Why do you think it's important to celebrate International Women's Day?
International Women's Day is about really connecting and trying to increase awareness of the issues and biases that exist. It’s all about helping to educate people and I think that's huge and very important.
Do you have any thoughts on how we can encourage more women into tech? What do you think we can do?
That’s a great question. We need to think more about the words we use, especially when hiring. We don’t even realize it sometimes, but even the wording in an advert can often be male-oriented. This might make women more reluctant to apply if they don’t see it as relevant to them.
We should also provide more information about how we deal with maternity leave and support. Not all women will be moms but we do need more access to that information, particularly in countries like the United States where it can be tough for mothers. Sometimes, they go back to work within a month and their bodies are just not ready.
Also, companies could have workshops and informational interviews with women to hear more about what they’d like and need. Bring women to the table and ask them what is needed at the start of the conversation.
Some women may feel that you either have a career or a family – not both. Did you feel that way as you progressed?
Yes, in some ways I did. You are essentially putting your career on pause. When you return from maternity leave, you get that sense you’re restarting but you’re not, you’re just continuing. Sometimes, I still feel like I’m restarting. We need to talk more about this because I know other women feel the same way and it can be overwhelming. I’m not sure what the fix is but I know that we should be more vocal about it otherwise things will never change.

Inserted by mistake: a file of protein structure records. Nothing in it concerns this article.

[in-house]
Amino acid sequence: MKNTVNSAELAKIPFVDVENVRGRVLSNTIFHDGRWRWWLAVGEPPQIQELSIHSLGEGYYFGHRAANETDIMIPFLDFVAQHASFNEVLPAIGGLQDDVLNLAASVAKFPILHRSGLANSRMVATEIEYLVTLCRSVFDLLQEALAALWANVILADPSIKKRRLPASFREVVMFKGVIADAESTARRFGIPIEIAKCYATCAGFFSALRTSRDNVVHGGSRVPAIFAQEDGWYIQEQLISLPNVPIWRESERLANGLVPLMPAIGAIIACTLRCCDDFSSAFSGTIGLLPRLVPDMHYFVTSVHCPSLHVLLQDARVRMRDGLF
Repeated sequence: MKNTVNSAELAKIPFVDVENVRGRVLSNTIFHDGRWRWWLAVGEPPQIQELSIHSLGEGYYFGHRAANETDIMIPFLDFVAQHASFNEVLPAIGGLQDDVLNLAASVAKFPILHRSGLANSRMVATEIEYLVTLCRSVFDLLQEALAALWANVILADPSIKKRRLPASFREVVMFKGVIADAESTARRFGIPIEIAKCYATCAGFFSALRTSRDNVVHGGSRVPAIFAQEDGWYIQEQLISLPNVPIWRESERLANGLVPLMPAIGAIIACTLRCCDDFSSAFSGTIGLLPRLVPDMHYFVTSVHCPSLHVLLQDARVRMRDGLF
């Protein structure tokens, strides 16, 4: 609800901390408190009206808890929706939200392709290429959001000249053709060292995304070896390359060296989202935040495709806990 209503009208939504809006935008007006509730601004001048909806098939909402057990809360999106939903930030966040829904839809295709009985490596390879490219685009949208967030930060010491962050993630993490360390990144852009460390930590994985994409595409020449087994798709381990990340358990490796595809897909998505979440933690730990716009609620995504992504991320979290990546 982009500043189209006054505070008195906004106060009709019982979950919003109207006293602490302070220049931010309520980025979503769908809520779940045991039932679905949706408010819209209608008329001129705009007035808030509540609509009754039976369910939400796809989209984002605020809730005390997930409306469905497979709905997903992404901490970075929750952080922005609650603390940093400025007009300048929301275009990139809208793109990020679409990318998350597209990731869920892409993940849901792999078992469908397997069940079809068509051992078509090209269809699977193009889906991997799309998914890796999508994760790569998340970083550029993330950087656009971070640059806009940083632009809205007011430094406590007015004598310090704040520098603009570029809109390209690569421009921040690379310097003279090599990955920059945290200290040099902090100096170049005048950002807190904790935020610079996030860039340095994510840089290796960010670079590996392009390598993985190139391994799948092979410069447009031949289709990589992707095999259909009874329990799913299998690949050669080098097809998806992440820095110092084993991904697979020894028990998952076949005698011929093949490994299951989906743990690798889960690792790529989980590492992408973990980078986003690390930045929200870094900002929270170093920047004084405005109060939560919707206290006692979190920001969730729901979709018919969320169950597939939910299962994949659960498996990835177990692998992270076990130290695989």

We need to keep talking. How can we include women coming back from maternity leave? How can we help them to maintain a focus on their career alongside raising a family? What can we do to make sure they’re still on track for when they return? Too many companies don’t have a policy to support that.
What advice can you share with women trying to plan their careers right now?
I think confidence is crucial, particularly, when you're in a very male-oriented group. It’s easier for some than others but, hey, I'm talking as an immigrant, as a woman, and as someone for whom English is a second language! It's hard to build up that confidence, but it’s important to do it. You know what you're doing - just be very sure and assertive. Don't be scared and don't be afraid of talking; you're sharing your opinions and telling your truth. Just be very vocal and own it.
Is there anything else you'd like to add?
Let’s talk more. Sometimes there's an idea that women don't help other women. Absolutely, not true. We should be helping each other more. Sometimes we've gone through the same stuff, experienced the same things. So, if all of us talk and share our experiences with those around us, there's a better chance for all of us to succeed. It can be very useful.
Opensignal, Tutela and Comlinkdata, the industry’s three most disruptive players in telecommunications performance measurement, are now part of the same company. They have come together to create data and analytics solutions that will enable communications providers to constantly optimize both their network and market performance, advancing connectivity for all.